The health care sector in upstate New York is undergoing some rapid transformations, and in areas like telemedicine and e-records setting the pace for much of the nation. Innovation Trail reporters across upstate New York are all contributing reports with a particular focus on innovation in health care for a special week of programming running December 17-22.
The series will culminate in a live 2-hour radio/live stream broadcast on the Healthy Friday program hosted by Elissa Orlando on Rochester’s wxxi's 1370connection program starting at noon on Friday December 21. Check your local guide for other stations carrying the live discussion or go to the live stream at http://interactive.wxxi.org/listen
Details of the upcoming stories after the jump.
It's hard to get good primary care in rural New York state. Sarah Harris visits the Hudson Headwaters Health Network, a group of Adirondack clinics using a new model of care called a "patient-centered medical home."
UAlbany is in the midst of building a new 15,000 square foot, $9.4 million biomedical research facility where students and researchers partner closely with pharmaceutical companies to develop new medical treatments using RNA or ribonucleic acid. While most people are familiar with DNA, scientists are uncovering more about the powerful RNA molecules that control proteins within our bodies and act as an on-off switches for genes. The new facility is expected to be completed by spring of 2013 and Marie Cusick has the details.
An app has been created to sift through Tweets on Twitter and show users the location and number of sick people in their area, as well as their likelihood of falling ill. The real-time aggregation of tweets from around the country is also being used to plot the location of disease outbreaks like flu or cholera. Kate O’Connell reports.
How does your workplace influence your health? We know of the dangers associated with some high risk work sites, but what about the average office environment? A researcher at Binghamton University says air conditioning and the body’s adaptation to it, should be getting more attention as indicators of the health of our workplaces. Matt Richmond has more.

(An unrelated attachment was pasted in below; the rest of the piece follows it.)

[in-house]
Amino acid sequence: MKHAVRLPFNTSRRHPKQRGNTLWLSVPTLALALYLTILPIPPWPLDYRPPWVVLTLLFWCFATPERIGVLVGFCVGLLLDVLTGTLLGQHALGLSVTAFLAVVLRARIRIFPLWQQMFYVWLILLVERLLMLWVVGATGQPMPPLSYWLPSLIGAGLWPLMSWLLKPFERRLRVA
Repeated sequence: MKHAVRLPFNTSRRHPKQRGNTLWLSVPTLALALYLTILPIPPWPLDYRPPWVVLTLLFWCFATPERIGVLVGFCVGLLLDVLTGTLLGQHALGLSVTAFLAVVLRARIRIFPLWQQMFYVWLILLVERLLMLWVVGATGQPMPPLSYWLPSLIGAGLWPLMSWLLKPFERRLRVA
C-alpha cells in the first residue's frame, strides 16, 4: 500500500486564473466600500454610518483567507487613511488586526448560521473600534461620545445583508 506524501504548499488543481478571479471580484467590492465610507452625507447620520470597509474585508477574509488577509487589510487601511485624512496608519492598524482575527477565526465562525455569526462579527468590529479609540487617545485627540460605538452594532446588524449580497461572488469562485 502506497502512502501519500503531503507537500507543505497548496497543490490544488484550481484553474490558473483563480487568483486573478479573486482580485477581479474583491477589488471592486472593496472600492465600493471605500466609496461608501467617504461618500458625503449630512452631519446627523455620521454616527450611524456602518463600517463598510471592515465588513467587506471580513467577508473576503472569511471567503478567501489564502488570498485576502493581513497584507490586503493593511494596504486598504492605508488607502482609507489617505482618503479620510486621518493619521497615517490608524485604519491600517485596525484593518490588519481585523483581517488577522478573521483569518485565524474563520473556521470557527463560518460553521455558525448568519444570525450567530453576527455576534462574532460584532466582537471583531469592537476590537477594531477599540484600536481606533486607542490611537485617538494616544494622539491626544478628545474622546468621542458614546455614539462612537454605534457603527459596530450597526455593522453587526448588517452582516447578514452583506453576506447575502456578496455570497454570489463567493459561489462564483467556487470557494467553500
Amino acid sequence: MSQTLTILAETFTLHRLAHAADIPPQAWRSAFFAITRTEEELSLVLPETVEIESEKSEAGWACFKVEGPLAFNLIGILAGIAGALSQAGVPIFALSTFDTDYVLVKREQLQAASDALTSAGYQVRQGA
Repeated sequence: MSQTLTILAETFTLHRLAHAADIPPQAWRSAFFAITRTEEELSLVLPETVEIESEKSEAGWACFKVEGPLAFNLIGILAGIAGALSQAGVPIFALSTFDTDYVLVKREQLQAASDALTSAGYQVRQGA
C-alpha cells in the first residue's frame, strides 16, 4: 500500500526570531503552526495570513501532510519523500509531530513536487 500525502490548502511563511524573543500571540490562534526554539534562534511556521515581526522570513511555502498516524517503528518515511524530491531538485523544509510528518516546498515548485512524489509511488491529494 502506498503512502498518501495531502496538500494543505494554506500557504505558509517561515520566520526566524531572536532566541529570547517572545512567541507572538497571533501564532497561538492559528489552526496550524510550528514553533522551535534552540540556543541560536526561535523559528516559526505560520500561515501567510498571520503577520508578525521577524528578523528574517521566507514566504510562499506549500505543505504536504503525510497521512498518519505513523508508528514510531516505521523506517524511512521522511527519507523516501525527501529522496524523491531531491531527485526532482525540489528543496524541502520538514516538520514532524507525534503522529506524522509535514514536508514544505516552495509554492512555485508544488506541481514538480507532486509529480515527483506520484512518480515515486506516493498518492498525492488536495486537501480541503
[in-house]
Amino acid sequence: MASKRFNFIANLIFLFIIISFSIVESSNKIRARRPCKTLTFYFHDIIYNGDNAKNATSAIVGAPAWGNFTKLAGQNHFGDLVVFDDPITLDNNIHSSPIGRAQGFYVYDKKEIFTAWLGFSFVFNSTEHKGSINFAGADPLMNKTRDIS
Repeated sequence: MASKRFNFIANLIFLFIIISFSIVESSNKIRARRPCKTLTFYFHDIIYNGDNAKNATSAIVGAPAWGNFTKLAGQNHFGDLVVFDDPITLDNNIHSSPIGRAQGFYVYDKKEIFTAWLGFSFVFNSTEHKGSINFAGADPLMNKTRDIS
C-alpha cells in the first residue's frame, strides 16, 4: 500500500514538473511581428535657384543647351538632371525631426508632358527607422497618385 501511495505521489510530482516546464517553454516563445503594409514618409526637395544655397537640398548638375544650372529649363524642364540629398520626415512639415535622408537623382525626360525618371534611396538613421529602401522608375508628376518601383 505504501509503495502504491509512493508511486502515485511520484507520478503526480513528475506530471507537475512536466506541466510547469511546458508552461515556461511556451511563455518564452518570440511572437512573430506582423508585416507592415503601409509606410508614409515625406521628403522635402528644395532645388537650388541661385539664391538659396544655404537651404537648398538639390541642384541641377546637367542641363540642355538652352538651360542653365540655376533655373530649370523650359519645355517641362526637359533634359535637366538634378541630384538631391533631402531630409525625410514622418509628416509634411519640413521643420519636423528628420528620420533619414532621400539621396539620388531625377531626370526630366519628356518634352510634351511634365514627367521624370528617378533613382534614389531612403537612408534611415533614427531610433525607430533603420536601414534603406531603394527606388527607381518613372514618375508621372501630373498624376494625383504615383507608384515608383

Hospitals provide not only a health lifeline, but also a major economic lifeline for upstate New York. Health care contributed $3.1 billion and 23,000 jobs to central New York alone last year. Increasingly they're being relied on more and more to buoy a region's economy. As the health care industry grows, so have hospital's footprints in their hometowns, becoming huge nonprofit land occupiers that don't pay property taxes. Syracuse has pressed its hospitals to pay for city services, but at least one hospital, St. Joseph's argues it invests more than enough its community already as Ryan Delaney explains.
Joanna Richards reports on the new Telemedicine network in the state’s north country. The fiber optic network links together 40 primary care facilities and 8 hospitals in the Adirondack and Champlain regions. The system will transmit information at very high speeds, and the aim is to reduce duplication of services and enable patients to have access to specialists via remote consultations.